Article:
When did "Sue", the Huge T-Rex, Live and Die?
by John D. Morris, Ph.D.
Several years ago the skeleton of the largest and most complete Tyrannosaurus Rex was found in South Dakota. Dubbed "Sue," it eventually found its way to the Chicago Field Museum of Natural History. Evolution thinking dates Sue as having lived and died in the Cretaceous period, approximately 67 million years ago.
In life, Sue must have cast an imposing figure. She stood some 13 feet high at the hip, and measured 42 feet from head to tail. Her five-foot-long skull contained 58 vicious teeth. Some were curved; others serrated like a steak knife. There were some features, however, which suggest she was as much prey as predator, for Sue bore wicked battle scars. During some past encounter, Sue had broken several ribs. In time they had healed over, leaving visible abnormalities. But a subsequent encounter had broken them a second time.
Sue's skull shows evidence of further misery, for it contained a series of perforations of uncertain origin, due to either an attack or an unknown bone disease or abscess which ate completely through the massive jaw. In either case, Sue's existence must have been wracked with pain and suffering. Further evidence indicates that she had suffered a broken leg many years before death, which confirms the notion that she lived in abject misery. However, "Sue" lived to a ripe old age, perhaps several hundred miserable years.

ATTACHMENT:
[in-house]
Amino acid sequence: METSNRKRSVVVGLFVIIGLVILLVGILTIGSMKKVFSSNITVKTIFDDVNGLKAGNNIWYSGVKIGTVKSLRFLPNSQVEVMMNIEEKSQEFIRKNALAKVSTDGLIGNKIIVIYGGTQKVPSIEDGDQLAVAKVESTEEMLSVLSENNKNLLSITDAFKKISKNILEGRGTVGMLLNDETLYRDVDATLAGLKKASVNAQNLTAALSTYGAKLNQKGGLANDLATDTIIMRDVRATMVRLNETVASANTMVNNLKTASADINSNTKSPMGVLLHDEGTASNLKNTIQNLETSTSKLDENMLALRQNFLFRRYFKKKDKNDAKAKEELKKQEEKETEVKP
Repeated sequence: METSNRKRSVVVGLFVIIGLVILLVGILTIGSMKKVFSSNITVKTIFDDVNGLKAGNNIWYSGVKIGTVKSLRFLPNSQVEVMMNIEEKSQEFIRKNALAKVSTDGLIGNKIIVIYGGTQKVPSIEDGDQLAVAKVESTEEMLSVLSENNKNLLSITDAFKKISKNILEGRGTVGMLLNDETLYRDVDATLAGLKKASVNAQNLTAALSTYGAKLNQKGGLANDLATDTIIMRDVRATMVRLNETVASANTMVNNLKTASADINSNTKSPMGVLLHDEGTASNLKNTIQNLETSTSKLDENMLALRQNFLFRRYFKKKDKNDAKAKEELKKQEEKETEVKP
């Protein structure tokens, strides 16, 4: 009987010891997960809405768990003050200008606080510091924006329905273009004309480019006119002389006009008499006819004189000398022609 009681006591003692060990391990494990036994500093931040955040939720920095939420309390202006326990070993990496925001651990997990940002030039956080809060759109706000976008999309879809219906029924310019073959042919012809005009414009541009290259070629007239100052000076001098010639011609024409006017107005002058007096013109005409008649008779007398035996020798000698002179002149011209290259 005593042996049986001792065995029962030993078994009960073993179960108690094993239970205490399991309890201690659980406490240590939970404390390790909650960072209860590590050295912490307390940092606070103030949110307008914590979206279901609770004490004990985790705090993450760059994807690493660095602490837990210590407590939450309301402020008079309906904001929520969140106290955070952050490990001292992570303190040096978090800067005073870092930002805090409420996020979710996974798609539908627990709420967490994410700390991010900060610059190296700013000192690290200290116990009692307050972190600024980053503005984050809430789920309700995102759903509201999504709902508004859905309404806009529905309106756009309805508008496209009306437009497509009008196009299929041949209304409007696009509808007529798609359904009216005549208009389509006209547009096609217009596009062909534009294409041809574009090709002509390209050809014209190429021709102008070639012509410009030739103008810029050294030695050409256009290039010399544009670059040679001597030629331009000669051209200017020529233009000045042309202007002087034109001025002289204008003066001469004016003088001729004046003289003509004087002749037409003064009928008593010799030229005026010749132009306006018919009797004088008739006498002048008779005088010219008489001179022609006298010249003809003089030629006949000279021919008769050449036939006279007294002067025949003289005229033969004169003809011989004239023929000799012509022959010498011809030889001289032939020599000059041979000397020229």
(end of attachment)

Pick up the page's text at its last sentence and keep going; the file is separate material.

The rocks surrounding her bones tell us that her body, fairly intact, was buried in sediments deposited by rapidly moving water. Where and how she died we can't tell, but the sediments covered her carcass so completely and deeply that scavengers could not reach it.
Advocates of Theistic Evolution, Progressive Creation, the Gap Theory, and the Framework Hypothesis, all contend that Sue lived and fought and suffered and died in a time long before man. It was a brutal time, replete with carnivorous activity, disease and extinction. In this scenario, it was the extinction of the dinosaurs which gave rise to the mammals, and finally man. In other words, God used death to produce man, and at the end of it all, God pronounced it all "very good" (Genesis 1:31).
But according to a straight-forward reading of Scripture there was no death in the beginning, no carnivorous activity, no burial, no fossilization. God had created conscious life to live forever under the wise dominion of His image re-created in man. There was no pain, no suffering. No animal attacks, no infectious diseases, no broken bones. These entered creation after Adam rejected God's authority over him—he sinned against God, and thus incurred the "wages of sin" for his actions. From then on Adam, his descendants, and all in his dominion, suffered under the penalty and presence of sin in a world no longer "very good."
So that's the question. Did Sue live and kill and suffer and die in a world deemed "very good" by the gracious, loving God of Scripture? Or, did these gruesome aspects and activities follow the ruination of the "very good" creation by Adam's sin and the resultant curse?
Which type of world could God call "very good"? All Christian advocates of an old earth must hold that Sue, her time, and condition predated Adam, and thus was deemed "very good" by God.
Surely some things just can't be.